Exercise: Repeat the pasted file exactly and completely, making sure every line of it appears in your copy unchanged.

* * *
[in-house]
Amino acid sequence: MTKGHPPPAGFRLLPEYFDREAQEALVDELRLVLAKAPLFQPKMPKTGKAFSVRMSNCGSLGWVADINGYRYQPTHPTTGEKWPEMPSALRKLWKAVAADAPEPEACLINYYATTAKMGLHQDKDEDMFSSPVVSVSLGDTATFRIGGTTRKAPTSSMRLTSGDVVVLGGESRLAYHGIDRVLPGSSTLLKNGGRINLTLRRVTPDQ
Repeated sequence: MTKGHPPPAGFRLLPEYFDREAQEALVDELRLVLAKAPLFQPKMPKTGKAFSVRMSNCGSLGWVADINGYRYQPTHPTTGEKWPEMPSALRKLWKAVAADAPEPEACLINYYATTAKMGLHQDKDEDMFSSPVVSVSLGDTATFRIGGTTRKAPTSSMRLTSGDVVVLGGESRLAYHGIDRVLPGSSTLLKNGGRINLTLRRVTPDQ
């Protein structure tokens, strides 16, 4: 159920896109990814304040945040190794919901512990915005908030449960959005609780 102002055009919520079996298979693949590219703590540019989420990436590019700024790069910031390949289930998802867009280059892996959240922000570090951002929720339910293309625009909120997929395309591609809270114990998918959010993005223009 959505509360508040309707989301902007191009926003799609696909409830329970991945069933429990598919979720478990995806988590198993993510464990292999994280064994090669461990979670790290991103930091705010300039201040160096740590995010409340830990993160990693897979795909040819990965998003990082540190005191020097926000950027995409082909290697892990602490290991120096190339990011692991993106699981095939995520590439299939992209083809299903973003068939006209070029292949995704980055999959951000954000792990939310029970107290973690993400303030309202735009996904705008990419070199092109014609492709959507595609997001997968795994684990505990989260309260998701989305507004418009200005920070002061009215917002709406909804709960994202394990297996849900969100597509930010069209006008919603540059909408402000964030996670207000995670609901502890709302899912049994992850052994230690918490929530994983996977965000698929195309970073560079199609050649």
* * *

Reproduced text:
[in-house]
Amino acid sequence: MTKGHPPPAGFRLLPEYFDREAQEALVDELRLVLAKAPLFQPKMPKTGKAFSVRMSNCGSLGWVADINGYRYQPTHPTTGEKWPEMPSALRKLWKAVAADAPEPEACLINYYATTAKMGLHQDKDEDMFSSPVVSVSLGDTATFRIGGTTRKAPTSSMRLTSGDVVVLGGESRLAYHGIDRVLPGSSTLLKNGGRINLTLRRVTPDQ
Repeated sequence: MTKGHPPPAGFRLLPEYFDREAQEALVDELRLVLAKAPLFQPKMPKTGKAFSVRMSNCGSLGWVADINGYRYQPTHPTTGEKWPEMPSALRKLWKAVAADAPEPEACLINYYATTAKMGLHQDKDEDMFSSPVVSVSLGDTATFRIGGTTRKAPTSSMRLTSGDVVVLGGESRLAYHGIDRVLPGSSTLLKNGGRINLTLRRVTPDQ
């Protein structure tokens, strides 16, 4: 159920896109990814304040945040190794919901512990915005908030449960959005609780 102002055009919520079996298979693949590219703590540019989420990436590019700024790069910031390949289930998802867009280059892996959240922000570090951002929720339910293309625009909120997929395309591609809270114990998918959010993005223009 959505509360508040309707989301902007191009926003799609696909409830329970991945069933429990598919979720478990995806988590198993993510464990292999994280064994090669461990979670790290991103930091705010300039201040160096740590995010409340830990993160990693897979795909040819990965998003990082540190005191020097926000950027995409082909290697892990602490290991120096190339990011692991993106699981095939995520590439299939992209083809299903973003068939006209070029292949995704980055999959951000954000792990939310029970107290973690993400303030309202735009996904705008990419070199092109014609492709959507595609997001997968795994684990505990989260309260998701989305507004418009200005920070002061009215917002709406909804709960994202394990297996849900969100597509930010069209006008919603540059909408402000964030996670207000995670609901502890709302899912049994992850052994230690918490929530994983996977965000698929195309970073560079199609050649």